(CNN) -- For the first time since the war on drugs became a national law enforcement obsession in the mid-1980s, the number of African-Americans in state prisons for drug offenses has declined, a criminal justice reform organization said.
The number of whites in state prison for drugs rose 42.6 percent since 1999, while blacks dropped 21.6 percent.
A study released Tuesday by the Sentencing Project found a 21.6 percent drop in the number of blacks incarcerated for drug offenses, a decline of 31,000 people, from 1999 to 2005.
The corresponding number of whites in state prisons for drug offenses rose 42.6 percent, or by more than 21,000 people, while the number of Hispanics was virtually unchanged, according to "The Changing Racial Dynamics of the War on Drugs."
The study, authored by Executive Director Marc Mauer, found that the differences between black and white imprisonments for drug crimes are partly because of how police target suspects and court sentencing guidelines, which vary by state.
Also, there has been a decrease in the use of crack cocaine in predominantly minority urban neighborhoods and an increase in methamphetamine abuse in many primarily white rural areas, Mauer said Wednesday.
The Sentencing Project, based in Washington, said it seeks to overhaul unfair, ineffective criminal justice policies and promote alternatives to incarceration. The group opposes stiff penalties for nonviolent drug crimes.
Mauer said that 2005 offers the most recent breakdown of racial data but there was no analysis by drug type. Nevertheless, "we know in broad terms" that crack and powder cocaine and methamphetamine have been key targets of law enforcement, he said. Crack use also is declining, he said.
"We know that blacks have been disproportionately targeted for crack offenses ... conversely for whites," Mauer said Wednesday. A growing proportion of people have been imprisoned for abusing methamphetamine, he said, most of whom are white.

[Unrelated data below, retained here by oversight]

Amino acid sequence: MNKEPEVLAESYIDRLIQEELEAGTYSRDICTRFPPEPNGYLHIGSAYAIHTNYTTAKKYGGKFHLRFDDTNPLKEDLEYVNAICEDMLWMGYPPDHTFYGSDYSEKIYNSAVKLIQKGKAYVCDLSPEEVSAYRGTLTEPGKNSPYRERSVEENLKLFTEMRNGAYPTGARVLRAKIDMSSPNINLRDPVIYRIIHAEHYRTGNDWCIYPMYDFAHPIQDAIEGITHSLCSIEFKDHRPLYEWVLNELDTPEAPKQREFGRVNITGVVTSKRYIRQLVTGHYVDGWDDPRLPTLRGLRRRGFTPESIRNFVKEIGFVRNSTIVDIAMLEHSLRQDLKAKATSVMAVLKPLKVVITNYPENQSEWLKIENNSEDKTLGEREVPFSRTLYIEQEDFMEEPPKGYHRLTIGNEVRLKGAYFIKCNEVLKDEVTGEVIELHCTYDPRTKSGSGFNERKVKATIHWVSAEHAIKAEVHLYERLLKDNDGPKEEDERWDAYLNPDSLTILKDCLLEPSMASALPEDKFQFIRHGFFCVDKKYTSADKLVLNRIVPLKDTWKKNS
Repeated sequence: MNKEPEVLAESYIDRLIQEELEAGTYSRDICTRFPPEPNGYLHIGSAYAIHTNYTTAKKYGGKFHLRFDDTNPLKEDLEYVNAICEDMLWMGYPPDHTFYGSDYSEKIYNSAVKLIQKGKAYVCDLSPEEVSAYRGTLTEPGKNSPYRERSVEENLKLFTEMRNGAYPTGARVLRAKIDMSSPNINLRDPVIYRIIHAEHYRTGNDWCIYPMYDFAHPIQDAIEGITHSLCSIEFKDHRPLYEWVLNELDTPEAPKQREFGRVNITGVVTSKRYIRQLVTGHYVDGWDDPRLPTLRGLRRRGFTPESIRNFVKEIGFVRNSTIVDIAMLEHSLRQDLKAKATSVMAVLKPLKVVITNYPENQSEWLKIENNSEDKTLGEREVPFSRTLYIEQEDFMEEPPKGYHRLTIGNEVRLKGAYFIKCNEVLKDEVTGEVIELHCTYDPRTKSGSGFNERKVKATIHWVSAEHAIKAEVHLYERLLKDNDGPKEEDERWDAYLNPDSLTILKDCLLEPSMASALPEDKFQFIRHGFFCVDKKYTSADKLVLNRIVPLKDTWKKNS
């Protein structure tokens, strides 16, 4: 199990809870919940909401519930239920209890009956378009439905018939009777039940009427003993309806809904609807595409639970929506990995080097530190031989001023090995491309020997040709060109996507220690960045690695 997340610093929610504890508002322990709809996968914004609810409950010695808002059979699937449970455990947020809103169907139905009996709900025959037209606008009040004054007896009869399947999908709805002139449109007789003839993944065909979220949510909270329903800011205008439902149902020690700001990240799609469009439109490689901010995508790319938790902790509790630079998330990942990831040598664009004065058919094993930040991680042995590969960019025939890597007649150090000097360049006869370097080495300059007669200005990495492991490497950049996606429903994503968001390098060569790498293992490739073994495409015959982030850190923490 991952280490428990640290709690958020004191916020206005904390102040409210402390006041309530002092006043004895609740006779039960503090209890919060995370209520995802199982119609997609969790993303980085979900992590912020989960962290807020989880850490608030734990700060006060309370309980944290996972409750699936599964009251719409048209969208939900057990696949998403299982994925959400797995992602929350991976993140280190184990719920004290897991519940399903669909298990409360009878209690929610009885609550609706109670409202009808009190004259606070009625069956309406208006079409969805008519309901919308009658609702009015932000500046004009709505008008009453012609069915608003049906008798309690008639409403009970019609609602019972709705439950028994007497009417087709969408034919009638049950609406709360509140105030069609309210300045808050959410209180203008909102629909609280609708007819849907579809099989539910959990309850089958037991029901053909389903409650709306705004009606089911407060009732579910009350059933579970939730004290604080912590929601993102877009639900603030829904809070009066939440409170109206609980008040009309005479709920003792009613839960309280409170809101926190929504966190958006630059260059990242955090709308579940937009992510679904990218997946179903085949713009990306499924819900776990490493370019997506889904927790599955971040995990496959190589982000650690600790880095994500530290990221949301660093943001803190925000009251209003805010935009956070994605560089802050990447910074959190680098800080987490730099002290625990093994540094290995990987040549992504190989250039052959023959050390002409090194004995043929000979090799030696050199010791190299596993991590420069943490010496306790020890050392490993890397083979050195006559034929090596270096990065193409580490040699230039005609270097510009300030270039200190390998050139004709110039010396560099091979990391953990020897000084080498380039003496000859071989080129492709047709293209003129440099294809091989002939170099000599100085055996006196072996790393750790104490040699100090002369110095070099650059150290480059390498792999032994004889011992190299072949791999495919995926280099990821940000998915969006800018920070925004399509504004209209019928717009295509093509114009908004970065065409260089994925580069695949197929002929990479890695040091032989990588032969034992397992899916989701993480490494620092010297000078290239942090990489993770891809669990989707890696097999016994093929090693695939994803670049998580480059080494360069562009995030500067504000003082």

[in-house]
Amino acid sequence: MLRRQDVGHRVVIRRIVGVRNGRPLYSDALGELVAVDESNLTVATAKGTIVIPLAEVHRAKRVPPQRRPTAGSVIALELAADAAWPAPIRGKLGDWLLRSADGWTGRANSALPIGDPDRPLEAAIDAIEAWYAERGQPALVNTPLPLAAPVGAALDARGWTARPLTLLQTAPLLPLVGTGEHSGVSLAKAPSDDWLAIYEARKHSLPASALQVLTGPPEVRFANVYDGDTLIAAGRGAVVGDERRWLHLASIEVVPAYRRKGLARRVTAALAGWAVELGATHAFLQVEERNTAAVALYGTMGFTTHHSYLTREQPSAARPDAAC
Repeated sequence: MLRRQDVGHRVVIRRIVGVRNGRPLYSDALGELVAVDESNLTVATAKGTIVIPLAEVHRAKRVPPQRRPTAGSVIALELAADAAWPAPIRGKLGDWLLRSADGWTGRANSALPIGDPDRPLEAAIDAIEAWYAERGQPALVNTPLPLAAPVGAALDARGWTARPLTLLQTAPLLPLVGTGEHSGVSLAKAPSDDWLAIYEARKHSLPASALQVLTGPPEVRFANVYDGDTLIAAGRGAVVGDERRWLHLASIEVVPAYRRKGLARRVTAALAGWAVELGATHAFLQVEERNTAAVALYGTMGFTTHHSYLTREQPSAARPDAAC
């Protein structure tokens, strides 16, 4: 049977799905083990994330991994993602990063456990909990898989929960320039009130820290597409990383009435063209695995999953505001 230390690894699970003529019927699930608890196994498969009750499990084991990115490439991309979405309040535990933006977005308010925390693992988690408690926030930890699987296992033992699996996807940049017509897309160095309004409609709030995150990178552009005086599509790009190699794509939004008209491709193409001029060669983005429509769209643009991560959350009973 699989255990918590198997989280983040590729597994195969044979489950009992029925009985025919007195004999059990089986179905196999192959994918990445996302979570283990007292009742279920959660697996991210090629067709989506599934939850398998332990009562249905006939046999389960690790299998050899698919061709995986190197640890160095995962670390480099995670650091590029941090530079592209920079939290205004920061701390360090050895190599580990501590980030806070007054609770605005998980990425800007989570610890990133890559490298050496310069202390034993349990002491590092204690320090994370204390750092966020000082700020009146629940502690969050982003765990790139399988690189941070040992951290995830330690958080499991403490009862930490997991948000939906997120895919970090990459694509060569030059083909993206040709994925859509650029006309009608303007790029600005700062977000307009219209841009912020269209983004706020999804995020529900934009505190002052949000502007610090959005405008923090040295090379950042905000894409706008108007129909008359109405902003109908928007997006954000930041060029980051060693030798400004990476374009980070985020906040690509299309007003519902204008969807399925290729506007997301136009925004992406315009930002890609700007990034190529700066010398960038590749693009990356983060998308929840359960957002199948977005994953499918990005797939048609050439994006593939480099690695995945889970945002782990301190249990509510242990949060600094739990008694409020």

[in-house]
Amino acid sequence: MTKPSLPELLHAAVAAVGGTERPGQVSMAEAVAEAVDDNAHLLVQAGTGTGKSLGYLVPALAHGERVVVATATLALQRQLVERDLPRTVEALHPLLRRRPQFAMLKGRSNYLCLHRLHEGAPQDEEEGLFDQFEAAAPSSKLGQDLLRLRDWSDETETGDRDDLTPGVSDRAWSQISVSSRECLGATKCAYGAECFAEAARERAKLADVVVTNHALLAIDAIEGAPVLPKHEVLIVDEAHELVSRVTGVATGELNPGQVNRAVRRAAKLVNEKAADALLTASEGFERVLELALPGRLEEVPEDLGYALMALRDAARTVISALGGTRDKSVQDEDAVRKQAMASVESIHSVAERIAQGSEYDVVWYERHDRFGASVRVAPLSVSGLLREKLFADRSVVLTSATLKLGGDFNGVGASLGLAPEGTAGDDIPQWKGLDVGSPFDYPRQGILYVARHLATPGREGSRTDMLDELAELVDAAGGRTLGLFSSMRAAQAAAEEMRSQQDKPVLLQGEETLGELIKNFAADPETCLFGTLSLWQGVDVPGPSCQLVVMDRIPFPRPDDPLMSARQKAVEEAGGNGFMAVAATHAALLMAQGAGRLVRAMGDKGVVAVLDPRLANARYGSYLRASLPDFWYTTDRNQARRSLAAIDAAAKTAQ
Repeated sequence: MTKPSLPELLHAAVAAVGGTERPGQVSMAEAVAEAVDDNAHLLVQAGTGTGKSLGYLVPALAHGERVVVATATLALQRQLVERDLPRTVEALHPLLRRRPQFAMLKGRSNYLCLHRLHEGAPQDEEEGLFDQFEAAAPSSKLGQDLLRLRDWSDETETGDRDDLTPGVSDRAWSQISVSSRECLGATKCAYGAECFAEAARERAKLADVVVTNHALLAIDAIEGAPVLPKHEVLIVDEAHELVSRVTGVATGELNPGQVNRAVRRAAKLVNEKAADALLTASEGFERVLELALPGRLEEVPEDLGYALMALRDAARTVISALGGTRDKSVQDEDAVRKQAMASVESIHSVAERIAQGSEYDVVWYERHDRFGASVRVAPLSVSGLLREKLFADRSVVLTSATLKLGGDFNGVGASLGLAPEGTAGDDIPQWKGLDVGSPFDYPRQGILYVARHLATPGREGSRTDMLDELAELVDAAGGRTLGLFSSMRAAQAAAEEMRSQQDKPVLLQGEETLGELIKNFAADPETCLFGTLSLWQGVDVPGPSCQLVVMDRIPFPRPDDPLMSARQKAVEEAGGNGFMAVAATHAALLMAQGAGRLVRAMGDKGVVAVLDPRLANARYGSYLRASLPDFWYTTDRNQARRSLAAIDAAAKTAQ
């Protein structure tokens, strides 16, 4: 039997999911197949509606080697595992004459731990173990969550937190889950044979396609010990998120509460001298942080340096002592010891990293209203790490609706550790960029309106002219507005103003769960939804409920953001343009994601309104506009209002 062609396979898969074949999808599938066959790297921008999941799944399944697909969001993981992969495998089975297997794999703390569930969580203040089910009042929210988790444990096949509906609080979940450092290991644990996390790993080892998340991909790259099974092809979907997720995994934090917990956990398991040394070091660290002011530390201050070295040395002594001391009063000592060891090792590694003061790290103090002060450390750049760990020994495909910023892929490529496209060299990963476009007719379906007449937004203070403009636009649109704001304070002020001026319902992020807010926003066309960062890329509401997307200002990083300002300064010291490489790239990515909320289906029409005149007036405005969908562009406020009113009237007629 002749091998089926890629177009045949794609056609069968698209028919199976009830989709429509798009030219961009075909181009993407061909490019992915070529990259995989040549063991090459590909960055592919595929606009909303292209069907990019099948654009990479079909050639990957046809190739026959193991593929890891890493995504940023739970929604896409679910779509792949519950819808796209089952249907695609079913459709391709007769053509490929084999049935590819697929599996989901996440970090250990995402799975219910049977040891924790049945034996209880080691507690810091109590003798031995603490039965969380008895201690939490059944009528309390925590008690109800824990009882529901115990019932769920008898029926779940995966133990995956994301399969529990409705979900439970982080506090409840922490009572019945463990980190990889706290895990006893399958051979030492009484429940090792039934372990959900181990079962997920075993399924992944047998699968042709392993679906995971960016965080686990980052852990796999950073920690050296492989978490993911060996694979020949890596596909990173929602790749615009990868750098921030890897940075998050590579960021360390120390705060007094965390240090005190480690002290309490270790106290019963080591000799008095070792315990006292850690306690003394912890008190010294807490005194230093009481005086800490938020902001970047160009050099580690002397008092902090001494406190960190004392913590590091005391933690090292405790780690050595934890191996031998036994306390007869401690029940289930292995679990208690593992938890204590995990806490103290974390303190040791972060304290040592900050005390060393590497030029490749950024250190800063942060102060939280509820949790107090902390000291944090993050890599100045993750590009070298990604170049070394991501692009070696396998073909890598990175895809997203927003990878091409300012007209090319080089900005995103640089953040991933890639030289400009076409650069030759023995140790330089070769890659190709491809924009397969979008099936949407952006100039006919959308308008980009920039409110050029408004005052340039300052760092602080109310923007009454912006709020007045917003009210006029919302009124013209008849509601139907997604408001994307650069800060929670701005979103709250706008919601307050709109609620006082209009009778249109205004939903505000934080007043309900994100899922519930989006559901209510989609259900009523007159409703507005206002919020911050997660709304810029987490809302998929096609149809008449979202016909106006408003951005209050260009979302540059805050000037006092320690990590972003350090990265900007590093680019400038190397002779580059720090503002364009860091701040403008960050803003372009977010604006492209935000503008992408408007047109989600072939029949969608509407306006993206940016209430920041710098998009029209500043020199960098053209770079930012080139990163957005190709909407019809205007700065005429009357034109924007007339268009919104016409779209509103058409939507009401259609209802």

In addition, the study suggests that much of the difference between blacks and whites has been because of "police targeting of open-air drug markets" or street corners.
"It's conceivable that police are shifting their focus. There has been criticism of police for over policing black communities, especially when it comes to drug offenses," Mauer said.
He said 80 percent of crack offenders are black, while the rest are white or Hispanic.
"As crack use and sales have declined, or moved indoors in some cases, law enforcement activity may have been reduced correspondingly," the findings show.
"We don't know the exact extent of drug selling, what the levels are," but there is evidence they may be doing more indoors now, using cell phones more to make drug transactions so less obvious to police," Mauer said. He said police have reported this trend.
In addition, judges mete out harsher sentences for crack cocaine, most often used by minorities, and powder cocaine, usually favored by whites, although the chemical makeup of the two is the same, Mauer said.
According to the study, "the white increase may be related in part to more aggressive enforcement of methamphetamine laws. While methamphetamine is only used at significant levels in a relative handful of states, data from states such as Iowa and Minnesota show a substantial influx of these cases during this time period."
While the number of people in state prisons for drug offenses rose by less than 1 percent overall during the study period, the increase in federal prisons was more than 32 percent.
"The federal system has rigid, mandatory sentencing polices, especially for crack cocaine," Mauer said. "Also in the federal system, money is not an object there."
The mandatory federal sentence for selling about 500 grams or one pound of powered cocaine is five years, Mauer said. Someone convicted of selling about five grams of crack, or about two sugar packets, gets the same five-year term, he said.
Some in Congress are seeking to equalize penalties for crack and powder cocaine, he added.
The study was based on U.S. data from the Bureau of Justice Statistics, the FBI and the Department of Health and Human Services.